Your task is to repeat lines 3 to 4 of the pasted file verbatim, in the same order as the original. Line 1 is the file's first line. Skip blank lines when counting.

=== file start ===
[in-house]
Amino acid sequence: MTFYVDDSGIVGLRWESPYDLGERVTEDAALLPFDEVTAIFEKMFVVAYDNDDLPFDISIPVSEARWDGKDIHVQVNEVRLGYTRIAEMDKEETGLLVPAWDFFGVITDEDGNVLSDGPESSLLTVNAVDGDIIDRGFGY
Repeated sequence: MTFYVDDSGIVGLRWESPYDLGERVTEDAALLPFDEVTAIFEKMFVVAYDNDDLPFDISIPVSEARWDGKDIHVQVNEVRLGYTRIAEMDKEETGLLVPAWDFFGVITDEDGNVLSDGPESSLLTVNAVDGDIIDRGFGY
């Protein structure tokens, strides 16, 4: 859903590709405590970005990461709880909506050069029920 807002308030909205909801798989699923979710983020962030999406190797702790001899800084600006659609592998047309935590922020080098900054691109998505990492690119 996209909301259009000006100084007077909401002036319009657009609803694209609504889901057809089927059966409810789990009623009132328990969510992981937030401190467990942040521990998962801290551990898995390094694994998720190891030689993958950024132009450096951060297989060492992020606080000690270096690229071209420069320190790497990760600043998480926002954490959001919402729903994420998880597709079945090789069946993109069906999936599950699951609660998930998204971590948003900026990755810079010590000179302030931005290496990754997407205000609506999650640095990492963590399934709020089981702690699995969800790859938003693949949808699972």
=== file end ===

Repeated sequence: MTFYVDDSGIVGLRWESPYDLGERVTEDAALLPFDEVTAIFEKMFVVAYDNDDLPFDISIPVSEARWDGKDIHVQVNEVRLGYTRIAEMDKEETGLLVPAWDFFGVITDEDGNVLSDGPESSLLTVNAVDGDIIDRGFGY
């Protein structure tokens, strides 16, 4: 859903590709405590970005990461709880909506050069029920 807002308030909205909801798989699923979710983020962030999406190797702790001899800084600006659609592998047309935590922020080098900054691109998505990492690119 996209909301259009000006100084007077909401002036319009657009609803694209609504889901057809089927059966409810789990009623009132328990969510992981937030401190467990942040521990998962801290551990898995390094694994998720190891030689993958950024132009450096951060297989060492992020606080000690270096690229071209420069320190790497990760600043998480926002954490959001919402729903994420998880597709079945090789069946993109069906999936599950699951609660998930998204971590948003900026990755810079010590000179302030931005290496990754997407205000609506999650640095990492963590399934709020089981702690699995969800790859938003693949949808699972």